the original article referenced by the website listed in this thread doesn't mention adsense, or even contextual advertising, for that matter... so we are indeed way off topic, lol.
the point of the original article was the development of new advertising technologies, period.
>>>Google's online advertising business has been operating for some time now with barely any competition<<<
that is not correct... as others have pointed out, the portals are huge, and they have huge advertising revenues to match... all of which are taking serious market share away from both google and adsense users.
| 8:58 pm on Jan 21, 2006 (gmt 0)|
I am not losing any advertisng to a portal. People don't go to portals and just hang out there all day. Also how much advertising revenue is a portal bringing in? Well take a look at Google revenue numbers. They are making more money in Advertising (adwords & Adsense) than the WHOLE MSN (including their ISP operation) makes. Why do you think the management was changed at MSN. Is was not because they were doing a great job. MSN is being redone for the third time and Microsoft is having a hard time wondering why they don't own the internet. Again portals are just entry points. They are not destinations.
| 10:02 pm on Jan 21, 2006 (gmt 0)|
It won't help your PPC advertising now, but again.... YPN and MSN AdCenter are in beta.
You mentioned, Wiley, that Google is number one in PPC because they have a program that allows them to put more ads on more websites. That means that Google spearheaded an ad/publisher network targeted towards the little guys (us). This only means that Yahoo and MSN didn't think of it first. It doesn't mean that they can't make a huge dent with their ad programs if and when they target the little guys.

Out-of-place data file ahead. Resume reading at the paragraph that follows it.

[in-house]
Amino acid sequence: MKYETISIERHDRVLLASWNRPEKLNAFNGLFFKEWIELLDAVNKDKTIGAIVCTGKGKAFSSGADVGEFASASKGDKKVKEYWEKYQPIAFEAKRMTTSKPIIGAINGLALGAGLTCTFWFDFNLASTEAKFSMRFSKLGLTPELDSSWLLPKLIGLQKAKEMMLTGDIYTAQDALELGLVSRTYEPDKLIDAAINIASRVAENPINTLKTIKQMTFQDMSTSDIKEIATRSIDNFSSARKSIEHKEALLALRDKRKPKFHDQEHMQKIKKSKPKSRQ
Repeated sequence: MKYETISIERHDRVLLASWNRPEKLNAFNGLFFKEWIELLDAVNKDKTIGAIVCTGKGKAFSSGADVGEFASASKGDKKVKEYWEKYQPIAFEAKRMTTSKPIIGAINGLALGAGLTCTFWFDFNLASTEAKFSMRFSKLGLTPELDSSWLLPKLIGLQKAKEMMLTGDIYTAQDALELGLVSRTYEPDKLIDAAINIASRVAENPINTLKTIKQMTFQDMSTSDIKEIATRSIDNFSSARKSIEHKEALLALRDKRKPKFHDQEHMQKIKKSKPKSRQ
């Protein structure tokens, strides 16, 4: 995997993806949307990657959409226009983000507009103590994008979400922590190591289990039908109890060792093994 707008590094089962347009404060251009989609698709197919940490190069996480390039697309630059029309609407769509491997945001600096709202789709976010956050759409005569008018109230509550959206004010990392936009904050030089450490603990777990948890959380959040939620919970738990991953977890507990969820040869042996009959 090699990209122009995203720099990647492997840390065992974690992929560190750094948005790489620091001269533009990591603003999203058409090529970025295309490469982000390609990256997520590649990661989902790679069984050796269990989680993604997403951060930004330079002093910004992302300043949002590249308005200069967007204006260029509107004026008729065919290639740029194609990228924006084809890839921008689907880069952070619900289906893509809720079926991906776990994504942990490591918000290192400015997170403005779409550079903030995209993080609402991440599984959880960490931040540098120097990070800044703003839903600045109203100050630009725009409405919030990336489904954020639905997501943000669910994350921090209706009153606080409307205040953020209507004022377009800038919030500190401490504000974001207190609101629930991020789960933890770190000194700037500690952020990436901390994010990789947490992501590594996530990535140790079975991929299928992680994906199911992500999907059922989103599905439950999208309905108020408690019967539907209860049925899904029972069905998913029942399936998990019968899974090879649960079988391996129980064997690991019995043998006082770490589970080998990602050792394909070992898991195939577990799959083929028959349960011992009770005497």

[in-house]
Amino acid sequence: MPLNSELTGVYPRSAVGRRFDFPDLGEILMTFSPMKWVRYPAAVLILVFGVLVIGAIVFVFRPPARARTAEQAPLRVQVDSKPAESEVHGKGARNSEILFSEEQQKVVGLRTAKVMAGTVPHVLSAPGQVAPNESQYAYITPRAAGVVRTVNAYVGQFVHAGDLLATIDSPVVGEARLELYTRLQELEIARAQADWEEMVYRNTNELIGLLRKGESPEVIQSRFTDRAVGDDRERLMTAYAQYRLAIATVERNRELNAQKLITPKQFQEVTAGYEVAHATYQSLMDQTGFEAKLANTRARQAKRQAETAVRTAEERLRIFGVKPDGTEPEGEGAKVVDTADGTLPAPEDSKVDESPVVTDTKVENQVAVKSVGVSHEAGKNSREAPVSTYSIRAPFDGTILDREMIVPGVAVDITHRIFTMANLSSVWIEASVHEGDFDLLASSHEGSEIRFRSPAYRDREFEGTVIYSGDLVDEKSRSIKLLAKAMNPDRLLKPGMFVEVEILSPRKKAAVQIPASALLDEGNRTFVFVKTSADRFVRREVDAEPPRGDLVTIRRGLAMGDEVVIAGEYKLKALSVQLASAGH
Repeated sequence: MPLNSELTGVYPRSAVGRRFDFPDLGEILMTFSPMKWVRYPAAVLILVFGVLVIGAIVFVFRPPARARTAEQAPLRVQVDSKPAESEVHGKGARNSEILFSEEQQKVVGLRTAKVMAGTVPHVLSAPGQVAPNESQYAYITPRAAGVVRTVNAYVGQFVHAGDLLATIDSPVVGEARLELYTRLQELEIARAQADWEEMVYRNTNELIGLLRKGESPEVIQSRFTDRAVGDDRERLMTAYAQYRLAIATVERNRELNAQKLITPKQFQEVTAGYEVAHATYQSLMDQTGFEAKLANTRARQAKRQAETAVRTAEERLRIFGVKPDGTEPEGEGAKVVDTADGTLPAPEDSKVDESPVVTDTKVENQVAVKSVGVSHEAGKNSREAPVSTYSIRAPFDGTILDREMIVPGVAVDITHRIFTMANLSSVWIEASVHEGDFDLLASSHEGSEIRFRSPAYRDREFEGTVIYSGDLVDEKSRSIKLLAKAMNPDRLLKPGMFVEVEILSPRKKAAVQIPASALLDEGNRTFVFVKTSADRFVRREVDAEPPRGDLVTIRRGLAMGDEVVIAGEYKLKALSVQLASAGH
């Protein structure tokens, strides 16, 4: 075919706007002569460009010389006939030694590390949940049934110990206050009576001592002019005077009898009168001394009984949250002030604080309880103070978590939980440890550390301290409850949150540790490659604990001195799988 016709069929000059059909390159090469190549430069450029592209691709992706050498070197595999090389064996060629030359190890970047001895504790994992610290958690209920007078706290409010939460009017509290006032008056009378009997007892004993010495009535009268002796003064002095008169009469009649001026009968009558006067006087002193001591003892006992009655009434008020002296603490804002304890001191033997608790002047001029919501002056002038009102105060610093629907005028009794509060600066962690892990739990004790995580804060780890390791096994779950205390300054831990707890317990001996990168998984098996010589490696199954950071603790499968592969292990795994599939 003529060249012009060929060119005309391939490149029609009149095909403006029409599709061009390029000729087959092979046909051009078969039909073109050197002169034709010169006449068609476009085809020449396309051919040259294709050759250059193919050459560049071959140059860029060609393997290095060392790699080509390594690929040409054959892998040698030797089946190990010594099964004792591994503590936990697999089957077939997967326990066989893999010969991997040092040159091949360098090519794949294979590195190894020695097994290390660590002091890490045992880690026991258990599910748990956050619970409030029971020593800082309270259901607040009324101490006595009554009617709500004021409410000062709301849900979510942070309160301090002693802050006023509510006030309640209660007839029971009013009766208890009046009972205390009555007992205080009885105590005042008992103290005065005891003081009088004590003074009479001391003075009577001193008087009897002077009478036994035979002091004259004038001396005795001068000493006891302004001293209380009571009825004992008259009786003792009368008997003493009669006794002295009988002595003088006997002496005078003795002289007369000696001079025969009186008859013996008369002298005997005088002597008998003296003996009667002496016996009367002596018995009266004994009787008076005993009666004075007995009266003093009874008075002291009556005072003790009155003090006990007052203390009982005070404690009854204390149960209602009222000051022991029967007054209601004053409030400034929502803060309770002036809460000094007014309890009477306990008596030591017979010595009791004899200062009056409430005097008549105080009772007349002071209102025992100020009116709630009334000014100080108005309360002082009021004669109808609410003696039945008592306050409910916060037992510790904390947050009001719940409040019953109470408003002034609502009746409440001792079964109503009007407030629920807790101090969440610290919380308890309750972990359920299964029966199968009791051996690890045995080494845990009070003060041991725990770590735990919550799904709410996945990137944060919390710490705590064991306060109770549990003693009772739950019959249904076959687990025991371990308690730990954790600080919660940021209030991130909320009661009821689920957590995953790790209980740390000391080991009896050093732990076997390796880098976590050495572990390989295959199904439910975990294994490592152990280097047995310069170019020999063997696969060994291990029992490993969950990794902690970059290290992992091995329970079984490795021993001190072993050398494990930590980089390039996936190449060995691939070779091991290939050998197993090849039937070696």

And where are most of the little guys? Using MSN(IE) on the PC.
I just think the fact that they are the #1 and #2 websites (portals), means that they have large user bases, which means more people see them.
When you have that many people under your belt, you can make things happen.
| 10:04 pm on Jan 21, 2006 (gmt 0)|
|the original article referenced by the website listed in this thread doesn't mention adsense, or even contextual advertising, for that matter... so we are indeed way off topic, lol. |
Next time, then, try:
Or, better yet, pay to walk past the bouncer into Webmaster World's VIP section at:
| 11:56 pm on Jan 21, 2006 (gmt 0)|
those url's are not relevant to what i'm talking about... which illustrates how difficult it is to have a conversation in a bass-ackwards forum that won't let you post the actual url of the article.
>>>Here's an interesting article I just read over at Dailytech.com<<<
go to dailytech dot com, article 287, notice how it references articleID=177100374, at information week dot com? dailytech was trying to drive traffic by adding the terms "google adsense" into the title of their article.
the original informationweek article did not say anything about google, adsense, or contextual advertising.
wiley... you are getting hurt big time by those portals, because it's lost advertising revenue that we could be getting thru adsense... msn is bringing in millions of $$$ in ad revenue.